6. Mohammed says:

    Thank you very much for all information.There is a question in my mind I hope you help me answering it.
    It is about how could we decide whether this is a subject only or appositive I am not talking about appositive with commas because it is clear enough especially in TOEFL.

  7. Anwar says:

    Can you define this is singular or plural sentence? I’m so confused because of it.

    “A lady, along with her friends, … having dinner with the Mayor.”

    Thank a lot for your comment.

    • When the subject is separated from the verb by words such as along with, as well as, besides, or not, ignore these expressions when determining whether to use a singular or plural verb.

      A lady, along with her friends, is having dinner with the mayor. (Note that “mayor” is not capitalized.)

  8. Alexandra says:

    Do you have an example of a kid friendly examples for commas with appositives?

    Thank You in advance,
    Alexandra

    • Examples:
      Mrs. Torres, my teacher, was at the music program.
      My best friend, Sam, played the clarinet.
      His youngest sister, who played the piano, is only in first grade.
      My dog, a toy fox terrier, is well-behaved.

  9. Meep says:

    What about state appositives?

  10. stephen says:

    When are appositives separated by commas? Only when they’re nonessential?

  11. Laura says:

    Is it proper to set off an appositive describing a question with commas, too?

    Example:

    Where do you see yourself in five years?, the first question on the application, made her panic. She didn’t know.

    • Although some writers would follow the question mark with a comma in your sentence, most editors would drop the comma and go with just the question mark. It would be advisable to rewrite the sentence to avoid this quandary:

      The first question on the application was, “Where do you see yourself in five years?” It made her panic. She didn’t know.

  12. Becky says:

    Is the comma usage after the word “and” correct in this situation?

    This enhancement allows Department Managers to automatically approve new item requisition requests within Department requisitions: this includes the use of separate menu requests and, when approved, the addition of auto numbering new item request when added to the Item Master.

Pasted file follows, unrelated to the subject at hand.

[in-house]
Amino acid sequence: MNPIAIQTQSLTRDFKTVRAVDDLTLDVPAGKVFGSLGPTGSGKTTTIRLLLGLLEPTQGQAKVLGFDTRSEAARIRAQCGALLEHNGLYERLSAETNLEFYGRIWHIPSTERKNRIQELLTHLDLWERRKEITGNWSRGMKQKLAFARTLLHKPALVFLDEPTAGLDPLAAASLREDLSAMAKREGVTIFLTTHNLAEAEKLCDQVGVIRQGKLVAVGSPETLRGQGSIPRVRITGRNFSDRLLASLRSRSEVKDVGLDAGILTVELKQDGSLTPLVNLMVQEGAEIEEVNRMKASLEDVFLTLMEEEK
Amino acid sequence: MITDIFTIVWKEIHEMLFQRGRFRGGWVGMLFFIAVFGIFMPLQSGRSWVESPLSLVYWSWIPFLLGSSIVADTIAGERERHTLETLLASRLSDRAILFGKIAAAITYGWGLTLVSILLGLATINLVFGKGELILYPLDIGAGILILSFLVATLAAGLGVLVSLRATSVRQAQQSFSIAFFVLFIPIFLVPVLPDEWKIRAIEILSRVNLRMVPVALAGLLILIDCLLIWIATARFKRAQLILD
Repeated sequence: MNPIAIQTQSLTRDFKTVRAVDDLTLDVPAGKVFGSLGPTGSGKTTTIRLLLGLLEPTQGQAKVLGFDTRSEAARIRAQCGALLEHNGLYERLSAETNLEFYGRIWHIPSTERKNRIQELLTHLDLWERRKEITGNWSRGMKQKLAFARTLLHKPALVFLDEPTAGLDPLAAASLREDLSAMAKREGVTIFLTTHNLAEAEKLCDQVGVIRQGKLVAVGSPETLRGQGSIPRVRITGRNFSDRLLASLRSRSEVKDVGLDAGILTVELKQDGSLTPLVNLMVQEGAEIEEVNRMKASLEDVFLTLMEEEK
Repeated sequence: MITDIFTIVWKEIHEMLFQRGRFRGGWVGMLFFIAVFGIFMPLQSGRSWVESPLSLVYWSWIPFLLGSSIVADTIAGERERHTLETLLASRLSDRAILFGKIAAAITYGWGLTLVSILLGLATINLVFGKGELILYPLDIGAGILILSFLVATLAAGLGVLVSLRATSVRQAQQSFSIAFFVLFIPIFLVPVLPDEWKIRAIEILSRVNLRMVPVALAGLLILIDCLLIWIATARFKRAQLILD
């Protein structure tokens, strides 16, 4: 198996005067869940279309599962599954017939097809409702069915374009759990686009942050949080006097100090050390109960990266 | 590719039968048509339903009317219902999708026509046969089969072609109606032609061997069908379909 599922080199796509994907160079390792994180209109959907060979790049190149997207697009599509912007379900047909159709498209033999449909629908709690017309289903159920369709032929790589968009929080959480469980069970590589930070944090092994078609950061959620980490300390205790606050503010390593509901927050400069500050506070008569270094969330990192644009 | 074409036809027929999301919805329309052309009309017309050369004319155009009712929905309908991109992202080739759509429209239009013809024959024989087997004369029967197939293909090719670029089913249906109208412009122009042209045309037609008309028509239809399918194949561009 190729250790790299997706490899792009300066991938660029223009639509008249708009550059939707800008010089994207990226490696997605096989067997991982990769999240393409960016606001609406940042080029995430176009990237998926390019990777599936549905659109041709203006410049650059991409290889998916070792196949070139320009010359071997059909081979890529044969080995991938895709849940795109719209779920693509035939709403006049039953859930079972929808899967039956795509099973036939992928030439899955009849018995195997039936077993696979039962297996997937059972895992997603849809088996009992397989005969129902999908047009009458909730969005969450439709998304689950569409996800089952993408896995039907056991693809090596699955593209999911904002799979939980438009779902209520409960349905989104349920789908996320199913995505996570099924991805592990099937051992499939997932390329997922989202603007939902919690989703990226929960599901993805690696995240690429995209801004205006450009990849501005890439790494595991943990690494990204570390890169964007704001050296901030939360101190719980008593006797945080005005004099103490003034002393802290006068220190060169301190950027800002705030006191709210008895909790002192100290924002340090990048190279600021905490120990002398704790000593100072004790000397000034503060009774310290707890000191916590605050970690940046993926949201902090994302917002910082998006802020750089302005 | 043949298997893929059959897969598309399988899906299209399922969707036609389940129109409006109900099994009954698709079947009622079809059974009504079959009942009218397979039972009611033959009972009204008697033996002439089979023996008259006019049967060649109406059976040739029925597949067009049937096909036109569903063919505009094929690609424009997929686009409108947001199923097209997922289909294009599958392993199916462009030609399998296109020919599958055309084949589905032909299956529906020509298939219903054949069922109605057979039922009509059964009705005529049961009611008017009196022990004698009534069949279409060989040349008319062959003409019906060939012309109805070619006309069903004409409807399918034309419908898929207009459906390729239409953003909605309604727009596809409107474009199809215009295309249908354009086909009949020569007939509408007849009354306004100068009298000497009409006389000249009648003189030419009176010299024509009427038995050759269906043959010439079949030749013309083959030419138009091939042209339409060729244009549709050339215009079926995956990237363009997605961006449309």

13. Dara says:

    Here’s a question about the use of commas in this sentence:

    Is this correct?

    “The bathtub is overflowing!” my youngest sister, Sheila, yelled.

  14. Azka says:

    No, it’s: “The bathtub is overflowing!” Sheila, my youngest sister, yelled.

    • Dara’s sentence is correct. My youngest sister is a precise identifier, since one can only have one youngest sister. Therefore, the appositive is surrounded by commas. Your sentence is also correct.

  15. Lindsey says:

    December, 2014

    Could you please clarify if this is correct?

  16. Angi says:

    What is the correct way to write this sentence?

    In the article, “Saving Penguins,” thousand of teen-agers rushed to help 40,000 penguins.

    In the article “Saving Penguins” thousands of teenagers rushed to help 40,000 penguins.

    • The plural form thousands is correct in your sentence. Also, our Rule 10 of Commas says, “When starting a sentence with a dependent clause, use a comma after it.” Therefore, write the following:
      In the article “Saving Penguins,” thousands of teenagers rushed to help 40,000 penguins.

  17. Emily says:

    How about appositives in a series preceding “and?” I have been taught that we no longer should separate a series with a comma preceding an “and.” The applicable examples above do not reflect this newer model since they include a comma before the “and” such as:

    “Brett lives in Denver with his wife, Leena, and three sons.”

    If following the new rule of not using a comma in a series before “and,” this would be instructive and allow the comma to serve as the appositive modifier (reflecting Leena and wife as the same person) instead of the identification of an additional and separate person, Leena, when written without the second comma which is unneeded in a series.

    Here is my question. Is the second comma essential for an appositive when an “and” follows it to separate distinct items/thoughts?

    For example, “The dessert is made of bananaberry, a patented blended of bananas and blueberries and features a dollop of whipped cream.”

    It would seem without the comma after “blueberries”, the whipped cream could be considered part of the patented blend (albeit in a poorly worded sentence,) which is not accurate. Or does the “and” alone separate the items adequately?

    • There is no “new rule” of not using a comma in a series before and. In our Rule 1 of Commas, we recommend using it in order to avoid confusion. We also acknowledge that most newspapers and magazines drop this comma in a simple series.